Today’s post is my way of sharing a few free resources, as well as introducing you to voice acoustics. In 2008, Diana Spradling at the University of Western Michigan had me sing into a computer program that analyzed the frequencies of my sound. I know now this is called a Spectrum Analyzer. The ability to see my voice on the screen had such a profound impact, that I felt paralyzed with awe for a hot minute.
Yesterday at one of my “Meet and Geek” classes, we used a Spectrum Anal
yzer to demonstrate how the voice produces a fundamental frequency as well as a series of overtones for each pitch. The brain synthesizes all of these pitches into one tone, creating the perception of someone singing a single note. By manipulating the overtones, strengthening and weakening them, the voice takes on different timbrel qualities. To see this in real time, the folks at Sygyt Software offer a free version of their Analyzer that you can download here:
There is an acronym whizzing through the ethers of the vocology cosmos causing some people to delight and others to raise their fists in the air. Introducing: SOVT, which stands for semi-occluded vocal tract. Voice nerds use it to describe vocal exercises, as in “SOVT exercises.” You see it in scientific journals and hear it on the streets, depending who you hang out with. It is an attempt to codify the language around voice, and for this reason I’m rather elated it exists.
This post stands as a tiny, little tutorial on SOVT and SOVT exercises. Once you get the gist, you can identify any number of vocal exercises that employ its benefits. I’ll list a few of the most common SOVT exercises, pin links to free resources that explain it, briefly describe a few of its incredible benefits, and list videos just in case you like your coffee pixilated. (SOVT exercises are a sort of get-up-and-go drug, afterall.)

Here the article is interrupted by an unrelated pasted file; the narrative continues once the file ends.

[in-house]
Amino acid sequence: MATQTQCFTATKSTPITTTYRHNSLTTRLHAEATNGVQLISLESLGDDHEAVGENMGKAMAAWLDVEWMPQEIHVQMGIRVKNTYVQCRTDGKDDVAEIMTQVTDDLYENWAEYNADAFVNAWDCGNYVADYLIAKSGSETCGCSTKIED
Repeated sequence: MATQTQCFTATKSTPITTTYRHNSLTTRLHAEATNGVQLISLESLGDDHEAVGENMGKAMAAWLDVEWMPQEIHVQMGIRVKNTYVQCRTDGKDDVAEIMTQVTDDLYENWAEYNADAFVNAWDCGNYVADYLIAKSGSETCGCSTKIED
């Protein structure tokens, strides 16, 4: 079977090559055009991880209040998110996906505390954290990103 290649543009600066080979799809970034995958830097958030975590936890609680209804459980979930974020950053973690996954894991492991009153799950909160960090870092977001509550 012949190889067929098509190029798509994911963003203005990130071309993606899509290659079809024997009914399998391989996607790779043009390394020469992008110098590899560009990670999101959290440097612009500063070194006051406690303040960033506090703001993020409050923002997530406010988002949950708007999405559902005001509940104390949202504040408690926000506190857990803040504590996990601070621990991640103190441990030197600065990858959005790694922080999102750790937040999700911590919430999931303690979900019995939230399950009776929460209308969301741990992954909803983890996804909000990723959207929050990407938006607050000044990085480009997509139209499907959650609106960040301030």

On the heels of writing about confidence, it seems fitting to address the concept of permission. Specifically, permission to be yourself. It seems to me the greatest artists and leaders have this one figured out.
I’m not sure if I read about this, or if it was an organic observation, but there are lots of people out there who are not asking anyone for permission to be themselves. I know it in my gut when I see it. And they are all gorgeous in their own ways. I may not always agree with their values or opinions, but I do admire their ability to move freely about the cabin. They are not secretly wondering if it’s okay to feel how they feel, or do what they do, or love what they love. They have a very deep, inner sense that their compass is their compass, and have decided (consciously or unconsciously) that said compass is fundamentally okay.
confidence (n.) [kon-fi-duh ns]
For those of you who don’t want to approach the subject of confidence, it’s too painful or too abstract, no worries. You are sitting on a gift of great magnitude and fortune.
For those of you who have mastered confidence and are operating within it’s glorious, healthy boundaries, congratulations! You are what we need more of in the world, and I cannot say thank you enough for how you bless the rest of us.
Although the exact subject of confidence has only been on my radar for a few years, it is something I know about intimately. Mostly because I did not practice it as a child, and therefore walked into my young adulthood with an enormous desire to do good things, and not much self-esteem to back it up. My first encounter with true confidence was through my brother who happened to be born with it in spades. He just always knew who he was and what he wanted, and that mystified me and also enraged me. I didn’t understand where it came from or how to get it. And I didn’t even know what “it” was.
Looking back, I now see that having to learn confidence from the ground up was one of the greatest gifts life could have bestowed on me. In fact, if you want to learn something, find someone who had to figure it out one little step at at time.